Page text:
Wetland Reclamation as a Wetland Replacement Option at a Surface Coal Mine in Central Alberta, Canada

Interested in watching this video? You have two options:

This video is part of the SER Conference Library. If you want to learn more about this resource please see this guide.

Buy a pass

You can purchase a pass for this video on our website.

Already purchased access to this video, or want to redeem credit for a new order? Just enter your order number or email below:

SER Member?
Sign in below to get unrestricted access:

Jonathan Thompson , Corey De La Mare , Shanon Leggo

Publication Date:

In 2013, the province of Alberta released a new Wetland Policy that provided the opportunity to use wetland reclamation as an approach to compensate for natural wetland loss associated with surface mining activities. For new surface mining activities approved after implementation of the policy in the Settled Area of the province (1 June 2015), there was an expectation to provide wetland replacement for all permanent wetland impacts that could not be avoided or minimized. While a variety of replacement options were made available, some mining operations decided to develop reclaimed wetlands as part of their overall reclamation requirements under the provincial Environmental Protection and Enhancement Act (EPEA). This presentation describes the development of the Wetland Compensation Plan for Highvale Mine, a coal mine in central Alberta, as a requirement under its Water Act Approval and development of the associated Wetland Reclamation Monitoring Program required under its updated EPEA Approval. Wetland reclamation at this Boreal Transition Zone location has focused on creation of graminoid marshes and shallow open water wetlands, which are the predominant natural wetland types impacted by this mine. Annual monitoring of reclaimed and nearby reference (i.e., natural) wetlands began in 2018 to determine if a variety of wetland functions (e.g., floristic quality, vegetation biomass, water quality and wildlife habitat) in reclaimed wetlands are on a trajectory to approximate the same functions measured in reference wetlands. Initial results over the past two years show a promising trend that wetland reclamation can be a viable wetland replacement option.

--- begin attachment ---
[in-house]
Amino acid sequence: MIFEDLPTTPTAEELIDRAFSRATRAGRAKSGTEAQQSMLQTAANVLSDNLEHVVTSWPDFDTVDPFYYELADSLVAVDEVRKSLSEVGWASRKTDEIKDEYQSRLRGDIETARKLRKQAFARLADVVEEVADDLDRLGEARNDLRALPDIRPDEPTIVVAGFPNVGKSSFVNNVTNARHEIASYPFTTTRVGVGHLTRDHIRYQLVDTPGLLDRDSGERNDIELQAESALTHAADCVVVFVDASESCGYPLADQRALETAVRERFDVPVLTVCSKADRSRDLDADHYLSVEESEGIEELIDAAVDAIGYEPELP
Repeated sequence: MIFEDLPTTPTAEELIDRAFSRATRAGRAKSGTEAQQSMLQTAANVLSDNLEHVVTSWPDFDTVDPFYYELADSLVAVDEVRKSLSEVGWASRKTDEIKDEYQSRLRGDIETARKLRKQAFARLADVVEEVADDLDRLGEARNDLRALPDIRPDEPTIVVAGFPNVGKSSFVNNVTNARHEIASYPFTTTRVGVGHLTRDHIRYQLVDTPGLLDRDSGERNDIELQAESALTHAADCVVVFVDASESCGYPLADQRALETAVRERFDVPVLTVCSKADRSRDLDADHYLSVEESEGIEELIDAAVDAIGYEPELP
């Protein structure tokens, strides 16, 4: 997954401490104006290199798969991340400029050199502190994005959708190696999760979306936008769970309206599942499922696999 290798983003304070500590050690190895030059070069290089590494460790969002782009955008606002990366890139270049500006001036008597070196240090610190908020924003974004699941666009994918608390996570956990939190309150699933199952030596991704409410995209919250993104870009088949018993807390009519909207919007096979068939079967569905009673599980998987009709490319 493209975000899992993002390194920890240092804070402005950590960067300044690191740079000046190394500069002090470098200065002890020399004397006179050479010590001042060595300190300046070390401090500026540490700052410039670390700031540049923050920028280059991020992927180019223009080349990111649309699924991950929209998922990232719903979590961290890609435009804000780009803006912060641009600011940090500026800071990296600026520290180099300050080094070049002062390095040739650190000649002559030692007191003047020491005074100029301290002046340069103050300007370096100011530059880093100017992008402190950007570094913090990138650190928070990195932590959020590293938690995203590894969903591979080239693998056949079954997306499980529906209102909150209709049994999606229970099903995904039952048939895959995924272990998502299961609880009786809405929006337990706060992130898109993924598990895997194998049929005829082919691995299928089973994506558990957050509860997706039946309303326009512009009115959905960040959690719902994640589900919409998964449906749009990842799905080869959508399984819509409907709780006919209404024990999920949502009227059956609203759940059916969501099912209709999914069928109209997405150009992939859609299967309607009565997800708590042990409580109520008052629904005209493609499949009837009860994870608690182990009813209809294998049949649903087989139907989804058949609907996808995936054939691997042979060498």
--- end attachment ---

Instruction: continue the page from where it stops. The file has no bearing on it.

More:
Resource Type:
Conference Presentation, SER2021

Pre-approved for CECs under SER's CERP program